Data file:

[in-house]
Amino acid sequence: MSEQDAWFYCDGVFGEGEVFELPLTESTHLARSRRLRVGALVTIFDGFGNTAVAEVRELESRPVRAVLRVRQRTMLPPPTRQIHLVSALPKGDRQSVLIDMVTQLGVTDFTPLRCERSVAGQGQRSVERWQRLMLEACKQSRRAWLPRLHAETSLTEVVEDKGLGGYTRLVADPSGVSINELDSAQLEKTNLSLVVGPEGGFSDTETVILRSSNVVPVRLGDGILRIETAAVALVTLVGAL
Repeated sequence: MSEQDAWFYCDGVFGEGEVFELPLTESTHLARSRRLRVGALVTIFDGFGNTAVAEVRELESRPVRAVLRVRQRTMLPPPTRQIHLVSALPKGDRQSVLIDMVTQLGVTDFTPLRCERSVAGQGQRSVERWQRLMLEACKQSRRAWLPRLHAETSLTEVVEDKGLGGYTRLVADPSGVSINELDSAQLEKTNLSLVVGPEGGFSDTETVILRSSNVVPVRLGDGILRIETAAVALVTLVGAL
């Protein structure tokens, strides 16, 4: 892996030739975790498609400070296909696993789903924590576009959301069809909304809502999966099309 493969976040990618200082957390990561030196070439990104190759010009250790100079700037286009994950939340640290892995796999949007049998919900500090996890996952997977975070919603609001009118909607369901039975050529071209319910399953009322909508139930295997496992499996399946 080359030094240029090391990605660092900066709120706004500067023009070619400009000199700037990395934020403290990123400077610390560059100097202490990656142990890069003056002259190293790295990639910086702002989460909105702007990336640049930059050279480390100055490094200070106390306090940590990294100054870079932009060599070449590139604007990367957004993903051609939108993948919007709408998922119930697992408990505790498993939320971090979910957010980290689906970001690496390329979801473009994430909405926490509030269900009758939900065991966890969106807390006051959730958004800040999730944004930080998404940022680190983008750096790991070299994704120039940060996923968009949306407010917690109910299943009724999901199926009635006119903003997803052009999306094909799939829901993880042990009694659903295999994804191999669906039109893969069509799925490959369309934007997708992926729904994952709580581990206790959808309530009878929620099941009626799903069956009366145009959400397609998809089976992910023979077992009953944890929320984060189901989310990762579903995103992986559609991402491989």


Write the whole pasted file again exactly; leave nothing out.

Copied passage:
[in-house]
Amino acid sequence: MSEQDAWFYCDGVFGEGEVFELPLTESTHLARSRRLRVGALVTIFDGFGNTAVAEVRELESRPVRAVLRVRQRTMLPPPTRQIHLVSALPKGDRQSVLIDMVTQLGVTDFTPLRCERSVAGQGQRSVERWQRLMLEACKQSRRAWLPRLHAETSLTEVVEDKGLGGYTRLVADPSGVSINELDSAQLEKTNLSLVVGPEGGFSDTETVILRSSNVVPVRLGDGILRIETAAVALVTLVGAL
Repeated sequence: MSEQDAWFYCDGVFGEGEVFELPLTESTHLARSRRLRVGALVTIFDGFGNTAVAEVRELESRPVRAVLRVRQRTMLPPPTRQIHLVSALPKGDRQSVLIDMVTQLGVTDFTPLRCERSVAGQGQRSVERWQRLMLEACKQSRRAWLPRLHAETSLTEVVEDKGLGGYTRLVADPSGVSINELDSAQLEKTNLSLVVGPEGGFSDTETVILRSSNVVPVRLGDGILRIETAAVALVTLVGAL
């Protein structure tokens, strides 16, 4: 892996030739975790498609400070296909696993789903924590576009959301069809909304809502999966099309 493969976040990618200082957390990561030196070439990104190759010009250790100079700037286009994950939340640290892995796999949007049998919900500090996890996952997977975070919603609001009118909607369901039975050529071209319910399953009322909508139930295997496992499996399946 080359030094240029090391990605660092900066709120706004500067023009070619400009000199700037990395934020403290990123400077610390560059100097202490990656142990890069003056002259190293790295990639910086702002989460909105702007990336640049930059050279480390100055490094200070106390306090940590990294100054870079932009060599070449590139604007990367957004993903051609939108993948919007709408998922119930697992408990505790498993939320971090979910957010980290689906970001690496390329979801473009994430909405926490509030269900009758939900065991966890969106807390006051959730958004800040999730944004930080998404940022680190983008750096790991070299994704120039940060996923968009949306407010917690109910299943009724999901199926009635006119903003997803052009999306094909799939829901993880042990009694659903295999994804191999669906039109893969069509799925490959369309934007997708992926729904994952709580581990206790959808309530009878929620099941009626799903069956009366145009959400397609998809089976992910023979077992009953944890929320984060189901989310990762579903995103992986559609991402491989």